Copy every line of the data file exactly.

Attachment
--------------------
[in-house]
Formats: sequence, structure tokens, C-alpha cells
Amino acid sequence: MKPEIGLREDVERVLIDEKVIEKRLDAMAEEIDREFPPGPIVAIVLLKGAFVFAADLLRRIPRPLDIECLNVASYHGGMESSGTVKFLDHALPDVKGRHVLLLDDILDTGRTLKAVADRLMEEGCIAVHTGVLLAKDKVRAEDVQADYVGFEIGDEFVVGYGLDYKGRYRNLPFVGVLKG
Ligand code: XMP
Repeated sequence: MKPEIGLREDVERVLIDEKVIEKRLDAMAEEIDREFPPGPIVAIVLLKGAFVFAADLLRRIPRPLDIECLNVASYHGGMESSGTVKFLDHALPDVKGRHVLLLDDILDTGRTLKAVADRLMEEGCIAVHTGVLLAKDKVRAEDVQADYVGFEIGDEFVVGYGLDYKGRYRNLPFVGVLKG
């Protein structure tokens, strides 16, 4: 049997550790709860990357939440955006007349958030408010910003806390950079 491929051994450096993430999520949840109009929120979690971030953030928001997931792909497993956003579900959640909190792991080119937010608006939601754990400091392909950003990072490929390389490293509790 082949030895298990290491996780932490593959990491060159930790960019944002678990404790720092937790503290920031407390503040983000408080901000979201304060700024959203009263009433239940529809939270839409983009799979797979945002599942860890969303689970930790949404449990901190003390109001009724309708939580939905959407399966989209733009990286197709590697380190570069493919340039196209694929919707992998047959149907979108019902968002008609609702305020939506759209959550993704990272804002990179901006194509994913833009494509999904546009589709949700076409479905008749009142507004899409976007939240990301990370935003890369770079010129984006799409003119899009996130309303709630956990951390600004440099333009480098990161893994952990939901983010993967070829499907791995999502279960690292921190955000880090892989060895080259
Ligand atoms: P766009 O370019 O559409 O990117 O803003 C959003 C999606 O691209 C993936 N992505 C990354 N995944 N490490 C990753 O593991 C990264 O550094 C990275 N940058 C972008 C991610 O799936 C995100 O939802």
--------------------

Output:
[in-house]
Formats: sequence, structure tokens, C-alpha cells
Amino acid sequence: MKPEIGLREDVERVLIDEKVIEKRLDAMAEEIDREFPPGPIVAIVLLKGAFVFAADLLRRIPRPLDIECLNVASYHGGMESSGTVKFLDHALPDVKGRHVLLLDDILDTGRTLKAVADRLMEEGCIAVHTGVLLAKDKVRAEDVQADYVGFEIGDEFVVGYGLDYKGRYRNLPFVGVLKG
Ligand code: XMP
Repeated sequence: MKPEIGLREDVERVLIDEKVIEKRLDAMAEEIDREFPPGPIVAIVLLKGAFVFAADLLRRIPRPLDIECLNVASYHGGMESSGTVKFLDHALPDVKGRHVLLLDDILDTGRTLKAVADRLMEEGCIAVHTGVLLAKDKVRAEDVQADYVGFEIGDEFVVGYGLDYKGRYRNLPFVGVLKG
């Protein structure tokens, strides 16, 4: 049997550790709860990357939440955006007349958030408010910003806390950079 491929051994450096993430999520949840109009929120979690971030953030928001997931792909497993956003579900959640909190792991080119937010608006939601754990400091392909950003990072490929390389490293509790 082949030895298990290491996780932490593959990491060159930790960019944002678990404790720092937790503290920031407390503040983000408080901000979201304060700024959203009263009433239940529809939270839409983009799979797979945002599942860890969303689970930790949404449990901190003390109001009724309708939580939905959407399966989209733009990286197709590697380190570069493919340039196209694929919707992998047959149907979108019902968002008609609702305020939506759209959550993704990272804002990179901006194509994913833009494509999904546009589709949700076409479905008749009142507004899409976007939240990301990370935003890369770079010129984006799409003119899009996130309303709630956990951390600004440099333009480098990161893994952990939901983010993967070829499907791995999502279960690292921190955000880090892989060895080259
Ligand atoms: P766009 O370019 O559409 O990117 O803003 C959003 C999606 O691209 C993936 N992505 C990354 N995944 N490490 C990753 O593991 C990264 O550094 C990275 N940058 C972008 C991610 O799936 C995100 O939802």